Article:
\A\{0,0\}\Z

This is a generic property of quote like operators, not peculiar to the
regex variety of them.

Xho
 
X

Xho Jingleheimerschmidt

Klaus said:
I find it unfortunate that they become metacharacters,

I wouldn't say they become metacharacters, they are metacharacters.
That is what they started as, and that is what they return to when their
backwhacks get eaten.

particularly so
because there is no reason to quote metacharacters { } in the first
place,

Of course there is. If they were not quoted, they would be either hash
constructors or code blocks, rather than either literal characters or
regex special characters.
as they always come in pairs and are handled natuarally by m{...
{ }...} as a nested pair of curlies, for example m{a{1,2}}

They don't always come in pairs. What if the literal string you wanted
to match were '{0,0' ?

Xho
 
Ad

Advertisements

K

Klaus

  [There are two different mechanisms of unescaping in the lifetime of
   a REx.

   a) First, the parser removes delimiters

Ok, so far I am with you.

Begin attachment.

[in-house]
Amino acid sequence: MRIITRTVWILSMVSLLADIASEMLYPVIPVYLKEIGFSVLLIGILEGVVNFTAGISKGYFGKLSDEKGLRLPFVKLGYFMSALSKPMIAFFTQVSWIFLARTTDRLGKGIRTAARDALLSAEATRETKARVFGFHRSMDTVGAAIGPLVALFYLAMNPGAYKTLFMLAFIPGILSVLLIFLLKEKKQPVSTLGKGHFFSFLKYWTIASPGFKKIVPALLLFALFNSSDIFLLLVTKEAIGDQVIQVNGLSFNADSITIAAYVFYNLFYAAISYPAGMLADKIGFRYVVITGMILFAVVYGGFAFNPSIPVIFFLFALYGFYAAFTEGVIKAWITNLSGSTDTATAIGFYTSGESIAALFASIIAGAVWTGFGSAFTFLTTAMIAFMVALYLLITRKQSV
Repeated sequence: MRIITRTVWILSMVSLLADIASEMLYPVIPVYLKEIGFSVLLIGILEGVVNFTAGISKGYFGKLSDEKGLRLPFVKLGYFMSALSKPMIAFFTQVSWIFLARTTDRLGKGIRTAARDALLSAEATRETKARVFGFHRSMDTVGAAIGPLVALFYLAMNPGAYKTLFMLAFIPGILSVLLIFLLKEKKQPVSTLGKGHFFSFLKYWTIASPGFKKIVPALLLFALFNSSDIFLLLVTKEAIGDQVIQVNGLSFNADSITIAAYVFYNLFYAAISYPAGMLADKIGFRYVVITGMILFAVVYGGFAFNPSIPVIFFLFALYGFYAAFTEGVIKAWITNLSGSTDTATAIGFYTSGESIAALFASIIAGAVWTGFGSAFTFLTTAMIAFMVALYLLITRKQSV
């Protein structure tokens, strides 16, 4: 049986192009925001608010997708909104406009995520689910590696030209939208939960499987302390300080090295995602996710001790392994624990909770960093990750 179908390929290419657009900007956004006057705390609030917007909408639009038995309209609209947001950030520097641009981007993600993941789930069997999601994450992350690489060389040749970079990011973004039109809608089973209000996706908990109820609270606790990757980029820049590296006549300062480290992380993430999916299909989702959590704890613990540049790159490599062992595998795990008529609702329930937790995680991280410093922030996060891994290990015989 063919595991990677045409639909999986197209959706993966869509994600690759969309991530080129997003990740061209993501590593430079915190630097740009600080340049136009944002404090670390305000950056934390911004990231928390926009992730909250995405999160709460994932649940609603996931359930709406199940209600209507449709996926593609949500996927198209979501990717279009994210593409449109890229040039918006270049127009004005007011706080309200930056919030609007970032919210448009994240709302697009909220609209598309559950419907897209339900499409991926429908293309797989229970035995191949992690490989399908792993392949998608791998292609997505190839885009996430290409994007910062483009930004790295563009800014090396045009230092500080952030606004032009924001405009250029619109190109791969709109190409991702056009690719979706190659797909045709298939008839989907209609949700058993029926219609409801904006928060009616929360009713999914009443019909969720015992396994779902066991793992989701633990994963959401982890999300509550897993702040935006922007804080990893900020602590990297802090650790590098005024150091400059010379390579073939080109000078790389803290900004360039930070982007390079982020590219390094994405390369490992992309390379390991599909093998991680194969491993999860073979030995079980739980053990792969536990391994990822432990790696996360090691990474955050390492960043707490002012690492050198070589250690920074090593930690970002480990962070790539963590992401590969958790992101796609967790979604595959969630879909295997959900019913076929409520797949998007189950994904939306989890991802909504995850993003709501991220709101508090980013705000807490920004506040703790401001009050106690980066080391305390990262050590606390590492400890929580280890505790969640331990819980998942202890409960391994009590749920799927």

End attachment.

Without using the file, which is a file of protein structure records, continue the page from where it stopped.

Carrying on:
(and unescapes escaped delimiters)
(it may also remove certain other escapes - do not remember details).

Why unescaping escaped delimiters ?
   b) The result is passed to REx engine.  It processes all the
      remaining special-for-REx escapes.

I don't know how the REx engine works, but I would be surprised if it
could not handle an escaped delimiter (such as '\{' in my case),
whereas at the same time it can handle an escaped non-delimiter (such
as '\[' for example).
   I did not have time to document it when I was working on Perl
   RExes.  I doubt the docs improved from that time...]

That's why I was confused when I came across this case.
The difference is kinda subtle.  E.g., variables interpolated in RExes
are subject ONLY to "b"-unescaping.

This information would be useful in the documentation.
 Also, one can see the result of
"a" in debugging output of

   use re 'debugcolor';

Hope this helps,
Ilya

P.S.  If one tries to use \ as a delimiter, one can get yet funnier
      quirks of this 2-step semantic...  ;-)

This information would also be useful in the documentation.
 

Ask a Question

Want to reply to this thread or ask your own question?

You'll need to choose a username for the site, which only take a couple of moments. After that, you can post your question and our members will help you out.

Ask a Question

Top